Sotuhern Fried Lionfish NuggetsCan you eat lionfish?” seems to be the most common question we still hear while talking to people about the lionfish invasion. The answer is a resounding

Yes, people do eat lionfish and they are delicious!

… and eating lionfish is great for several reasons:

Eating non-native lionfish is good for the environment. It is the ultimate in responsible seafood selections because removing lionfish helps our reefs and native fish stocks recover from environmental pressures, lionfish predation and overfishing. Eating non-native lionfish into extinction would , in this case, be a very good thing.

Eating lionfish is a healthier choice than most other fish commonly served in restaurants like snapper, grouper, dorado, wahoo, amberjack, tunas and billfish. Lionfish have been shown to be higher in heart healthy Omega 3 fatty acids, lower in saturated fats and heavy metals such as mercury.

Red lionfish and theDevil Firefish cannot currently be farmed and commercially cultivated, when you eat lionfish you are supporting local fishermen and divers who recognize the danger to their livelihoods, are practicing sustainable fishing methods and making smart decisions! Eating lionfish means that you are putting money back into the local economy, joining an important cause and supporting worthy people!

Did I mention that lionfish are delicious? If you like to eat fish, I am certain that lionfish will rank near the very top of your favorites list!

Obviously the most obvious question is, “Are lionfish poisonous to eat?

The answer is a very simple, “NO.” Many thousands of people have eaten lionfish and hundreds of restaurants serve lionfish on their menus in dozens of ways. We have not heard of one food-borne related illness having been reported as it directly relates to properly prepared lionfish. Only the spines contain the venom everyone seems well aware of and even “fresh” venom would not cause poisoning if it were ingested. There is no poison in the flesh of the lionfish meat at all.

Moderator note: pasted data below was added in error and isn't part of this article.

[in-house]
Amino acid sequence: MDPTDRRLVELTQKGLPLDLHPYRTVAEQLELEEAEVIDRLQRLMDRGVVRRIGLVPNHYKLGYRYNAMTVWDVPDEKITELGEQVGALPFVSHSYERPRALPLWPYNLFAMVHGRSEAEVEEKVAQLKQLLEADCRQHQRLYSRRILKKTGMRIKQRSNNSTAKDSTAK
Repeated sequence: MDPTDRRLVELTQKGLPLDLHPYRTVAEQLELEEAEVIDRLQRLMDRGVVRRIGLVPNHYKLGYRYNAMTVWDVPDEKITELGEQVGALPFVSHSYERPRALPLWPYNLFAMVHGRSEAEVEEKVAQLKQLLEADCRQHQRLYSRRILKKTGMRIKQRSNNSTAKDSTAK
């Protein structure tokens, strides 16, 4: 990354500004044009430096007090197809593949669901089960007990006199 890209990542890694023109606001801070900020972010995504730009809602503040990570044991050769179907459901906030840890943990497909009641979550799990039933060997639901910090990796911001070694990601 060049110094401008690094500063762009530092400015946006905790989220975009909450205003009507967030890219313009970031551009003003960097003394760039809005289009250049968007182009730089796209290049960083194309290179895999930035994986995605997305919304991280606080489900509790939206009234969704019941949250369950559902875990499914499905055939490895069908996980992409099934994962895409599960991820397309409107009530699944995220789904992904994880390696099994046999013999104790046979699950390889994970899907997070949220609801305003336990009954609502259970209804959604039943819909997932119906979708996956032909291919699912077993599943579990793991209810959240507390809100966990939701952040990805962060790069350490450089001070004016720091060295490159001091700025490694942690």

The second question we most often get about eating lionfish is, “What does lionfish taste like?”  We’ve prepared an entire article about what lionfish tastes like but, in short, I like to sum it up this way:

Fresh Lionfish Fillets Ready to Be Served as Sashimi

Lionfish is a white flaky fish, firmer in texture than halibut, no “red line” with a flavor profile somewhere between a thin grouper fillet and mahi mahi (dolphinfish or dorado depending upon where you live) with a touch of butteriness.

Others, of course, have their own descriptions but I’ve not come across anyone that otherwise likes to eat white fish who doesn’t like eating lionfish, too!

It’s certainly better than tilapia (BLECH!).

Other questions we get are about getting lionfish fillets or where they can try lionfish. If you want to eat lionfish, we have compiled a growing list of local restaurants that serve lionfish when they have them available (if you know of a restaurant that belongs on the list please let us know).

If you want to get fresh lionfish you will most likely have to hunt lionfish and catch them on your own or, if you live in an area that is affected by non-native lionfish, you can also go to a local dive shop and ask them for a referral to a diver who is actively hunting lionfish; perhaps you can score some from him or her. Other than in the Foster’s Food Fair chain of grocery stores in the Caymans and Publix in Florida, I am not aware of any other “inland” grocery stores or seafood markets where it is sold at retail.

If you are brave enough to catch a lionfish on your own but have no experience in cleaning, filleting and preparing lionfish, you will want to check out our preparation page before handling them too much; lionfish are easier to clean and fillet than you might imagine once you get beyond the tricky parts.

Grapefruit and Plum Lionfish CevicheLastly, what good would going through all of the trouble to get lionfish if you didn’t know how to best prepare them? A general rule is that any of your favorite recipes or cooking methods that works well with any other white-meat fish will work wonderfully with lionfish as well. The most common ways to eat lionfish seem to be in ceviche, fried or raw, sushi or sashimi-style; my favorite is to eat lionfish sashimi – it needs little else than a bit of wasabi and soy sauce for my taste. Why not get creative though???

Here is a collection of our favorite lionfish recipes and if you have one you’d like to add, please send it to us through our contact page. We’d love to feature it on our website and give you all the credit for your culinary creation!